October 17, 2012
We have noticed recently a number of news stories about communities conducting surveys about their area’s broadband needs. The Tonawanda News in New York and the Carroll County Times in Maryland are the latest.
It is a good sign for taxpayers that these communities are methodically evaluating their current infrastructure and asking consumers not only what they have and lack, but the types of service they want.
It’s an even better sign that some of these communities have said their first priority after receiving the results of these surveys is to approach private sector companies to discuss how non-governmental institutions can fulfill the city’s needs. According to the Tonawanda Times, Evhen Tupis, an IT professional and resident who is helping with his community’s survey, “The idea is to do the heavy lifting with the market study, and then use the intelligence from that study to find the most cost-effective and sustainable way to provide service … The last thing we want to do is invoke a service that would have to be subsidized by the municipalities.”
The study in Maryland will “include an assessment of the city’s long-term broadband needs, a market and benefits study, analysis and business plan, a detailed installation plan and options for potential funding opportunities.” As we’ve noted several times before these sorts of studies are often lacking before communities launch plans for government-owned broadband networks. We applaud Westminister, Md. for the complexity of its study, which will also include “a report on the benefits and risks of community broadband initiatives on various fields including education, public safety, healthcare, economic development and government services.” To help the town get started, we refer officials there to our study from Dr. Joseph P. Fuhr and the National Taxpayers Union’s excellent review of government-owned broadband networks.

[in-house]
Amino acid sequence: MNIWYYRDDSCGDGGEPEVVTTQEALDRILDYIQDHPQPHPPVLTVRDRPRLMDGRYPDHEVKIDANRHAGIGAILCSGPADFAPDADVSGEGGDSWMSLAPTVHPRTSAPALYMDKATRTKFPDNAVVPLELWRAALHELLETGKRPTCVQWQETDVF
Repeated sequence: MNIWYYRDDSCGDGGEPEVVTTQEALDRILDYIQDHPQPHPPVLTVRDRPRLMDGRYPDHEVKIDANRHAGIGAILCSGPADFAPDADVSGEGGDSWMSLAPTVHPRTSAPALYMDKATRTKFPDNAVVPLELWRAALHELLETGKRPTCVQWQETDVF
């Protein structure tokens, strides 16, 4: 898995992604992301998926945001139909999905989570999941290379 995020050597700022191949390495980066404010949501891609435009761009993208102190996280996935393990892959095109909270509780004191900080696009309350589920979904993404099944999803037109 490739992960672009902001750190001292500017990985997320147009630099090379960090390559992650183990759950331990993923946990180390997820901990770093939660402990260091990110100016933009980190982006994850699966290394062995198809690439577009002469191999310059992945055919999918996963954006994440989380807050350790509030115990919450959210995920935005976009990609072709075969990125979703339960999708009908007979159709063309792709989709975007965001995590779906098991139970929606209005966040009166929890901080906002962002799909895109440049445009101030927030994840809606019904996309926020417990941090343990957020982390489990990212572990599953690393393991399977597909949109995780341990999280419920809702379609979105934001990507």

And, here again, are the results of our own surveys on the topic:
In Florida, we found 73 percent of respondents opposed allowing local governments to use taxpayer funds to compete against the private sector. Only 14 percent favored using taxpayer funds for this purpose; 13 percent were undecided. 53 percent opposed the basic idea of allowing local governments to offer the same Internet service private providers offer. Furthermore, two-thirds of voters, 66 percent, said they would be more likely to vote against an official who supported tax dollars to allow local networks to compete with private providers.
In South Carolina, 77 percent of residents opposed the idea of local governments using tax dollars to compete against the private sector and just eight percent favored it. Fifty-eight opposed local governments entering the broadband business, while 22 percent supported it. Nearly two-thirds, 65 percent, of those surveyed said they would be more likely to vote against political candidates who support using tax dollars for this purpose.
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